These differences in personalities and perspectives along with the core business differences between finance, operations and sales have led the sisters to resent each other and the family business. The resentment has led to the sisters questioning whether they should expose their children to the business. This brings into doubt the future of the family business and the ownership and leadership structure for the next generation.
The conflict among the three sisters has extended into the business silos to the point that there exists an us vs. them mentality in which middle management is more interested in protecting their “turf” and not working for the greater good of the business. Prime has a strong middle management layer, yet they are not empowered to make decisions without the owner’s consent which differs based on the silo and the sister making the decision. The end result is that employees have little confidence that the family can make strategic decisions about what’s best for the business because they clearly see that the family is not aligned. In addition, when it comes to the family, there is a history of little change. Employees believe things will never change among the sisters which reinforces the individualistic attitudes throughout the organization.
In order for changes to occur in the organization, the sisters must begin to look at their family business not from the vertical perspective of finance, operations and sales but rather from the horizontal perspective of family ownership. This will help Tina, Brenda and Jen to think across business lines and make decisions, as owners, for what is best for the business. See Figure 1 for a visual representation of the goal of the engagement.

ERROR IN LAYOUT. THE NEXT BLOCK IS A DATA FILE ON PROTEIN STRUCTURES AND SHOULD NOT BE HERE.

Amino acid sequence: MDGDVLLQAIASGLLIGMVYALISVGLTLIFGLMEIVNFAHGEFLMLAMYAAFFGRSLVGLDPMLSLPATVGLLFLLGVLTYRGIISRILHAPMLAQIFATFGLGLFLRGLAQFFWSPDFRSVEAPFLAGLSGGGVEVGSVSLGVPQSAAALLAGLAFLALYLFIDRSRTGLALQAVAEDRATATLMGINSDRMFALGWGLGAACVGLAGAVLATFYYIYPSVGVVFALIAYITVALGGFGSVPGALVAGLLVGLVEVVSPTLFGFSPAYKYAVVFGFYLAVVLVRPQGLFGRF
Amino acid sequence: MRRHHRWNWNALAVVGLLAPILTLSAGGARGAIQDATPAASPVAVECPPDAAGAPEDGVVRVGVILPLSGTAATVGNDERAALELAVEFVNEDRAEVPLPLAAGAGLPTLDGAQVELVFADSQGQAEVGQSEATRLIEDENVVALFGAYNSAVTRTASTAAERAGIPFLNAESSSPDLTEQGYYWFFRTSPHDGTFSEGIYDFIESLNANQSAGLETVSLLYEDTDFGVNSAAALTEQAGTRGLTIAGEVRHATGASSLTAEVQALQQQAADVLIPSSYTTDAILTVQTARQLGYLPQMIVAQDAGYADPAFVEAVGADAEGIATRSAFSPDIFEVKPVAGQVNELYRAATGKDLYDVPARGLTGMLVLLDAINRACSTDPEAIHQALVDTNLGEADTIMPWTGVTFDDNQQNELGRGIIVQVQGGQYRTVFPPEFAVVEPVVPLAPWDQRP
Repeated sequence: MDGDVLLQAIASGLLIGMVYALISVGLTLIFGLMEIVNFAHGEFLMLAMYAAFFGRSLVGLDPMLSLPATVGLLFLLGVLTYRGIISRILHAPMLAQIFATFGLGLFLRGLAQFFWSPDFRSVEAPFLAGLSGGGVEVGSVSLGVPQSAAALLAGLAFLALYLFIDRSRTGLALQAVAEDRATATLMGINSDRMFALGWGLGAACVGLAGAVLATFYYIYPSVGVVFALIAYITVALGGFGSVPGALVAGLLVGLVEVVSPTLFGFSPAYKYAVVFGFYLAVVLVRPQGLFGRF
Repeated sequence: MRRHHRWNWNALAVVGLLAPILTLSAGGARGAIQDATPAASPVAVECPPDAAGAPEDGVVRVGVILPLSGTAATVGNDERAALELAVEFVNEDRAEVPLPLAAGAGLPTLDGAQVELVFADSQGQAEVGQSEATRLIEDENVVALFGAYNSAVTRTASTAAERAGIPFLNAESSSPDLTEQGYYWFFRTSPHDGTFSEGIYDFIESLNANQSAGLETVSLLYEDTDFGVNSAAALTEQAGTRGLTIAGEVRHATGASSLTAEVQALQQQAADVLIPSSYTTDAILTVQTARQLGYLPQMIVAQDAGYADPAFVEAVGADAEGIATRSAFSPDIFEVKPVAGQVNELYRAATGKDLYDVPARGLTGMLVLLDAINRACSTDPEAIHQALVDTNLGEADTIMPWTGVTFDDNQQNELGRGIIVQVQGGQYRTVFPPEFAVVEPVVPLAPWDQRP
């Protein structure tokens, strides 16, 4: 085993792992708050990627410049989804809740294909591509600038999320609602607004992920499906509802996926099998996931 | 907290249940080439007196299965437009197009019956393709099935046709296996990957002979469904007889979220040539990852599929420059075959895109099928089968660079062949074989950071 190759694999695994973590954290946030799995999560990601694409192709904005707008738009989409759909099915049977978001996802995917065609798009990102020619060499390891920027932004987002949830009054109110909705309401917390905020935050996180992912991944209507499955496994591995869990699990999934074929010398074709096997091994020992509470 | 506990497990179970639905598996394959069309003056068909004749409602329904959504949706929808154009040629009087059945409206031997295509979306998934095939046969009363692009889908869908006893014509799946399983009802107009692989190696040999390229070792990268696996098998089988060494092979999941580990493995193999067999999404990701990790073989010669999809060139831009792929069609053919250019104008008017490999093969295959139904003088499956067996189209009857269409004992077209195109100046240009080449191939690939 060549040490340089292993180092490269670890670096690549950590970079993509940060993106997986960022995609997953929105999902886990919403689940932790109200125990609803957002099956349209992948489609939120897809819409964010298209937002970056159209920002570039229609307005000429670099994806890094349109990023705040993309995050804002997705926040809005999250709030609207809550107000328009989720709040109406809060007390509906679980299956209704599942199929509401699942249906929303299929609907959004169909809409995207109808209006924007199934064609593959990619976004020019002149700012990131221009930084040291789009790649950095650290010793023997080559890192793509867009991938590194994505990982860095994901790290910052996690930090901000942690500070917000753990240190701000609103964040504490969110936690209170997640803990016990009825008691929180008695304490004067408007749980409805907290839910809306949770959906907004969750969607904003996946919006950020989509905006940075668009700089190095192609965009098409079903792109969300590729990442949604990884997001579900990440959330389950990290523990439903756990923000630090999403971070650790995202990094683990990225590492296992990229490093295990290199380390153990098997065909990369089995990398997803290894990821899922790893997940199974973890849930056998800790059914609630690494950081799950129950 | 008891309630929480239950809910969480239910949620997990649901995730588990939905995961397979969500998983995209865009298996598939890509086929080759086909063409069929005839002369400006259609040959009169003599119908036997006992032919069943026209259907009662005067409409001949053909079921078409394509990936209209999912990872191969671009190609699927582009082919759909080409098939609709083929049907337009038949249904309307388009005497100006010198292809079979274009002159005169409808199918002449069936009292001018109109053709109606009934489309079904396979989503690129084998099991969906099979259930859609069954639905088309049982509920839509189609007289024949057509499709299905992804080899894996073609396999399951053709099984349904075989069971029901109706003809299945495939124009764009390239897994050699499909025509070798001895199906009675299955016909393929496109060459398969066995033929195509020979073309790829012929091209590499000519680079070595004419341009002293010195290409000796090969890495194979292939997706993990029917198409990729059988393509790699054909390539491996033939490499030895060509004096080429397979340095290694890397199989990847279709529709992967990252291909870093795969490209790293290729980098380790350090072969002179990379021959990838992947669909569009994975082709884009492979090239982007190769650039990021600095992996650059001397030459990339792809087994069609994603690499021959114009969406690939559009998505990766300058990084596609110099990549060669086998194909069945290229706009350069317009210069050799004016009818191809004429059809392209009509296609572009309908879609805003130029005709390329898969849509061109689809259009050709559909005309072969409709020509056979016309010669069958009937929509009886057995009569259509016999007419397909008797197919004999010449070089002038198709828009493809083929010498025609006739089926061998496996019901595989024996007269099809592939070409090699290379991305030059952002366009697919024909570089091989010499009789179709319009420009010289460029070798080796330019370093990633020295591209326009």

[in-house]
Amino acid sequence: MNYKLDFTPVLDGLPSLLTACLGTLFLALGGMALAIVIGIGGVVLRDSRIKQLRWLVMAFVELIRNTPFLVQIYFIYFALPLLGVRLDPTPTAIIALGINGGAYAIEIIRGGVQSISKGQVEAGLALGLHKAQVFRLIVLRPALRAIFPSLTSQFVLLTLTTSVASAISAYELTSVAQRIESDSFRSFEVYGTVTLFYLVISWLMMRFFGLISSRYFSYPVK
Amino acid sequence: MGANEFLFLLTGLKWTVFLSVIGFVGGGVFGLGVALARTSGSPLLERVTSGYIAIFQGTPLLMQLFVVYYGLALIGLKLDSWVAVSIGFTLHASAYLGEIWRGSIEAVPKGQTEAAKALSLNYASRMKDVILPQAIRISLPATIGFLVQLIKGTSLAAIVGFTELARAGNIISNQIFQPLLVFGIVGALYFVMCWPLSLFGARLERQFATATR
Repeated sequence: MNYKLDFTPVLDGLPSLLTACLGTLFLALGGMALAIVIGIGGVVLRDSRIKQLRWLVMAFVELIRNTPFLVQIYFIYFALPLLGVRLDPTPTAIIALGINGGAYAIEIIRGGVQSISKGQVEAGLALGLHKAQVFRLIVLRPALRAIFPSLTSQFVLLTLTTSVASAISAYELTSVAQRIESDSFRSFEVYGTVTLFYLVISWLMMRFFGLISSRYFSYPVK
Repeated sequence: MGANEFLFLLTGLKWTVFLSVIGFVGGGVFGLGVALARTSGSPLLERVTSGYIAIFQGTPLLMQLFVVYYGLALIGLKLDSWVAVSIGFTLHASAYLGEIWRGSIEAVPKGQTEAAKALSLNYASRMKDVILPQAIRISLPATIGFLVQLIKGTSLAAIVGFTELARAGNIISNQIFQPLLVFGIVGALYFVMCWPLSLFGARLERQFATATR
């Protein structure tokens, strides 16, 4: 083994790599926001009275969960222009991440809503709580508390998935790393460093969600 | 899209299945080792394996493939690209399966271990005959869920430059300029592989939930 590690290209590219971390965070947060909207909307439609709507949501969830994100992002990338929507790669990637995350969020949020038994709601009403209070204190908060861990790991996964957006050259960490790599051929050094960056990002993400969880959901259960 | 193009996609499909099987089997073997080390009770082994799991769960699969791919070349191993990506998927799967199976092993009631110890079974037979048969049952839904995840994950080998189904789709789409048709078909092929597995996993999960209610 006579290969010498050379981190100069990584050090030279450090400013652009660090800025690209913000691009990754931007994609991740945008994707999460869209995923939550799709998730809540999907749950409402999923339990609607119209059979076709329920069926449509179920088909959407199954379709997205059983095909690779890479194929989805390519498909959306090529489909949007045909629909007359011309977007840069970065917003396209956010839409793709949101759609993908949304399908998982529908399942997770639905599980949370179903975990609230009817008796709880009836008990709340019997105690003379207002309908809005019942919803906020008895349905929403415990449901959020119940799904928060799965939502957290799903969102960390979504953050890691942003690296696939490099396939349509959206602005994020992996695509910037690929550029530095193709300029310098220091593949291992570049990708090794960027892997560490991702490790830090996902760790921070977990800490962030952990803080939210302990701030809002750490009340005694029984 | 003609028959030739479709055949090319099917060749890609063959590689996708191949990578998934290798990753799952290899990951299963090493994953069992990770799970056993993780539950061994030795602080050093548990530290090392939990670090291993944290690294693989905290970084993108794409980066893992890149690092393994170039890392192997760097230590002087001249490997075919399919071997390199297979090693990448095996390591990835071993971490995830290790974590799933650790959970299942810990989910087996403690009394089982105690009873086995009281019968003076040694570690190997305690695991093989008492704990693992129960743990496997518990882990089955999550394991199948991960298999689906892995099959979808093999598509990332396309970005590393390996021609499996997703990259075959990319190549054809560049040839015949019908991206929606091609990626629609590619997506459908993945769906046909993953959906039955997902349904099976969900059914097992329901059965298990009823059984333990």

To allow for this to happen, each sister must understand the business from each other’s perspective. If Jen can understand and appreciate the decisions she makes and the impact they have on operations and finance, then she may think differently when making those decisions. The same would be true for Tina and Brenda.
The three sisters must also come together and align themselves behind a common vision and strategy for the business, but not before aligning themselves on some personal goals. Through a series of facilitated meetings, Tina, Brenda and Jen first shared their view of the business, what is important to them when making decisions and the impact certain decisions have on their department. They then went on to share what they appreciate of each other and what they would like to see change. Although difficult, they needed to have these candid conversations in a safe environment, which allowed for open and honest sharing that had not been done in quite some time, if ever.
Once they had a comfort level of open and honest sharing, the sisters were now ready to focus on developing a set of personal goals that would align them behind a strategy and vision for the business. Although each was at a different point in their lives, they all agreed that they had been working there a very long time serving the business and it was time to have the business serve them. Tina, Brenda and Jen agreed on two personal goals for the business to drive towards: build personal wealth and improve quality of life. Both goals were developed from the horizontal perspective of being a family business owner which enabled them to be aligned with each other and then develop a strategic vision for the business to achieve their goals.